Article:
So to have the new values to be inserted in each axis you have to repeat this calculation that we did above for the X axis also for the Y and Z axes. Mark the results on a sheet of paper and do not lose, for the moment, these new values!

## Enter new values

If you have the option, you can change the values directly from the keypad. However, remember to save the new data before switching off and Save to EEPROM. Otherwise connect again to the printer via Repetier Host and give the command M92 X158.33 Yxxx.xx Zxxx.xx. To save in EEPROM, remember to insert the M500 command immediately afterwards. This command will store the new values inside the card.

A third way allows us to directly enter the new values in the start Gcode on your favorite slicer. We have seen how to do it in the **first guide of Cura 3.0**. This is the most challenging method but also the most precise.

I think it is the most precise because as we have seen in the reviews of the filaments each wire has a different response to the same parameters of the same printer.

A good solution, if you are looking for maximum precision is to keep the values of each filament and enter them in the start gcode when you start to print just that material. It is dangerous, however, because if you forget this you risk amplifying the minimum difference that could have existed initially.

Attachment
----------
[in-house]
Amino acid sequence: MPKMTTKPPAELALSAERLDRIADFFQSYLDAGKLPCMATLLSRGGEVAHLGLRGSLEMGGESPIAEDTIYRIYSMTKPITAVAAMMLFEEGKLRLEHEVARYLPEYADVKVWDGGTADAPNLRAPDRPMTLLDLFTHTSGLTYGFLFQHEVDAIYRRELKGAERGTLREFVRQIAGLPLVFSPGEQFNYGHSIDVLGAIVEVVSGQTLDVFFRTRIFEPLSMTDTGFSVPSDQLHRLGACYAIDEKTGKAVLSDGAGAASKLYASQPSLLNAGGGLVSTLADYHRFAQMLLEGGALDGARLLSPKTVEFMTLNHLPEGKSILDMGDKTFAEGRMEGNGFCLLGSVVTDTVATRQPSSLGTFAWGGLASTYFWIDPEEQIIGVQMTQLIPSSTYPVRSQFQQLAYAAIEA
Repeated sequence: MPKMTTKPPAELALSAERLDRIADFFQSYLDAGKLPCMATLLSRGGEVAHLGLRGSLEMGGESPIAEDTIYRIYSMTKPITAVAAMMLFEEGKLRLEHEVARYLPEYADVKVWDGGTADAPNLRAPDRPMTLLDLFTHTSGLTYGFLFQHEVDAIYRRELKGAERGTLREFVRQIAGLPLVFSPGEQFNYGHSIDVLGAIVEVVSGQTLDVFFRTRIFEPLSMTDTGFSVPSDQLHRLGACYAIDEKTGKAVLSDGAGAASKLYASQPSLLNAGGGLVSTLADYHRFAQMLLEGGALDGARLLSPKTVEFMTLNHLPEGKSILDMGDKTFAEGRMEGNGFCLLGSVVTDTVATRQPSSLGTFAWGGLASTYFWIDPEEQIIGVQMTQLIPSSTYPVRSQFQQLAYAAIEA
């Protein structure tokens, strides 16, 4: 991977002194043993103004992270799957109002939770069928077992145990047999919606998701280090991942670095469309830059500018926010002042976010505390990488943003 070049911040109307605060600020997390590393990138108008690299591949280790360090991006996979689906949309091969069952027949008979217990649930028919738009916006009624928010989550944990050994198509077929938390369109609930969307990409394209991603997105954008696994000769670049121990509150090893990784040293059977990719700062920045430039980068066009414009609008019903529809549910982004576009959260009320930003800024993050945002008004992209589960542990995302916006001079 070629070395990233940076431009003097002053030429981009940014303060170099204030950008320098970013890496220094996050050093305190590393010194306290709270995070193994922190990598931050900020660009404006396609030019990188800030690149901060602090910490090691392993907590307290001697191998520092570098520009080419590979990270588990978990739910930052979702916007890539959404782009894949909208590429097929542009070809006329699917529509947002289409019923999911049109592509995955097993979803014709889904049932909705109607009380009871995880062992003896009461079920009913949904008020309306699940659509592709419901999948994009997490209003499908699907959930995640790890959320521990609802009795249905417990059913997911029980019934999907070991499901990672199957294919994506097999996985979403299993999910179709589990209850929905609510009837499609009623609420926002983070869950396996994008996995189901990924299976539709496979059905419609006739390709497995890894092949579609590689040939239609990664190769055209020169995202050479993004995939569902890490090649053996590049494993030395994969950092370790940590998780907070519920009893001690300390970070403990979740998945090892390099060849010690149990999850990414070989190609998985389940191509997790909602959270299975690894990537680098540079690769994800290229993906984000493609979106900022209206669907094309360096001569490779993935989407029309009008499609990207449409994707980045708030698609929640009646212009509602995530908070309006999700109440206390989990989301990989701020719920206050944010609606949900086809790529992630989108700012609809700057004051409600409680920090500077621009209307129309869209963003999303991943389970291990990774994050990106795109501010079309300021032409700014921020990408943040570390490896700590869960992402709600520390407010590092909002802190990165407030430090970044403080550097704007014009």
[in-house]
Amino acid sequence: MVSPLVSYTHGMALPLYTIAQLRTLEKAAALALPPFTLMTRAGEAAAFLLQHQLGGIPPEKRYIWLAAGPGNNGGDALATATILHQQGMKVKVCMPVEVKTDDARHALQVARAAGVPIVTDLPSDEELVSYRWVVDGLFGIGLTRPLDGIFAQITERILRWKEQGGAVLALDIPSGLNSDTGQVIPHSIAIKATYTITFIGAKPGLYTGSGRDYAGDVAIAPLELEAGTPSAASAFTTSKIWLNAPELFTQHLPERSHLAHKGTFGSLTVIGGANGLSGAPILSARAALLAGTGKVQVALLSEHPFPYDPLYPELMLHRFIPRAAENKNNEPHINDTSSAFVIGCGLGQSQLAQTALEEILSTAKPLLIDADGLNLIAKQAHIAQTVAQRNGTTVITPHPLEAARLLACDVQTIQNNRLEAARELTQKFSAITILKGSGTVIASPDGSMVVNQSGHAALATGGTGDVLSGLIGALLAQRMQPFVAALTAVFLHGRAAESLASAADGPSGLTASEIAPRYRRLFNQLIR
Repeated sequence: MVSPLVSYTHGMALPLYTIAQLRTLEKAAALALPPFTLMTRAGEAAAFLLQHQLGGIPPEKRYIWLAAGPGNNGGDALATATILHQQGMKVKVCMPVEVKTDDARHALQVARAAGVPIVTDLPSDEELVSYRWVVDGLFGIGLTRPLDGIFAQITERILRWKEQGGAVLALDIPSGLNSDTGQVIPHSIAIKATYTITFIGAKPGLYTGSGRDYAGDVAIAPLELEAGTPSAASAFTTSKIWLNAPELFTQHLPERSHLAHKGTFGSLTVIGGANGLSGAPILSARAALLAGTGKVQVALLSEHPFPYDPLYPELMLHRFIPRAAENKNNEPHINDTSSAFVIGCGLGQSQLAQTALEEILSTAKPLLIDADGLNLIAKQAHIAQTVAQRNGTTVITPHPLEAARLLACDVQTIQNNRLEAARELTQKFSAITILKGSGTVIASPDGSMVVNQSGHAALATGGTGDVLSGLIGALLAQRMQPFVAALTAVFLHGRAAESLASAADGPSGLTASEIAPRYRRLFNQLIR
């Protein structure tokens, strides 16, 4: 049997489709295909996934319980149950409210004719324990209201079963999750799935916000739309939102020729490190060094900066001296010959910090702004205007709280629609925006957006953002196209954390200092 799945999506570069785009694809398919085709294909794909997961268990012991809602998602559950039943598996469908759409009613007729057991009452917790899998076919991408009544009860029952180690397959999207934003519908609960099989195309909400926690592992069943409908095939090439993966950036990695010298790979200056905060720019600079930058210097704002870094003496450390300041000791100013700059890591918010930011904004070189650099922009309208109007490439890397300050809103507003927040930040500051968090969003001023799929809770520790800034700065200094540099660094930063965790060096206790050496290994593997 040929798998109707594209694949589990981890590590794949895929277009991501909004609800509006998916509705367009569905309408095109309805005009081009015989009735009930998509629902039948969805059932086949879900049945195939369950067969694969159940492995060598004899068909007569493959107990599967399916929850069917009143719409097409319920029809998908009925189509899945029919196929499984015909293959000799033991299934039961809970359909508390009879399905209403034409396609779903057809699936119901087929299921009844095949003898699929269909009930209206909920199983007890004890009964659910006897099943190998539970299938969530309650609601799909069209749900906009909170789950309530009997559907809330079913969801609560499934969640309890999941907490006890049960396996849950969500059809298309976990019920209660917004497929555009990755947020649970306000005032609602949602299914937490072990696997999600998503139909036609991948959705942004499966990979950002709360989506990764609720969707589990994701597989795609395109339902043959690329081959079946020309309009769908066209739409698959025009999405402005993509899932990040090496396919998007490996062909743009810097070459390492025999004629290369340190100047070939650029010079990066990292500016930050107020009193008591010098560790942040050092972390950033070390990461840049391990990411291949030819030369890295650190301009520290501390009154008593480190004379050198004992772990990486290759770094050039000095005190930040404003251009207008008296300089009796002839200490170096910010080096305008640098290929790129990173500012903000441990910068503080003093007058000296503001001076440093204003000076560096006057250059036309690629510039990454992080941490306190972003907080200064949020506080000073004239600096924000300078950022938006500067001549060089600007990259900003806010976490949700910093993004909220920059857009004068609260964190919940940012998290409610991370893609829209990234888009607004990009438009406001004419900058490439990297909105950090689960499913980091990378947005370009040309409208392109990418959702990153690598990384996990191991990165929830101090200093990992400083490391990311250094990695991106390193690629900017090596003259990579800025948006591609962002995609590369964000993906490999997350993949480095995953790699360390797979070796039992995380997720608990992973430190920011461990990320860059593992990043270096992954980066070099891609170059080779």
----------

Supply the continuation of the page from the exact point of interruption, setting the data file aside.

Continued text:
This is a good solution only for those who print professionally or maybe if you need to match the print with a product from another printer. In fact, 2 printed pieces with the same printer will match because they will have the same error!

### A few recommendations

FDM printing is not as precise as other methods, so I recommend that you do not fossilize to the nearest hundredth of a millimetre. Correct steps calibration in the order of tenths of a millimeter has more than enough precision to print Pikachu Low Poly or other figurines. Only go for maximum precision if necessary! Or you’ll go crazy and find your house full of cubes. Consider that a filament with a diameter that is not perfectly constant can, on its own, increase or decrease your creation by a tenth of a millimetre or more. For this reason, it would also be useful to follow the **guide on the amount of extruded filament** before you try this one.

The last recommendation expressly concerns the measurement methods. Some printers may be adjusted very close to the plate to increase adhesion. All right if it were not for the fact that this causes 2 problems.

- The elephant foot effect, so the base of the object widens. Try not to touch the base of the object when measuring the x and y sides. It can be measured by keeping the gauge horizontal to the measurement. Exactly as you see in the image where I measure the blue cube.
- Adjusting the very squashed nozzle can also lower the total print by a few tenths, “eating” the first layers. Be careful to
**calibrate the plate**well and**adjust the offset**correctly. If this operation is not easy because you lose grip try to**apply our advice for adhesion**.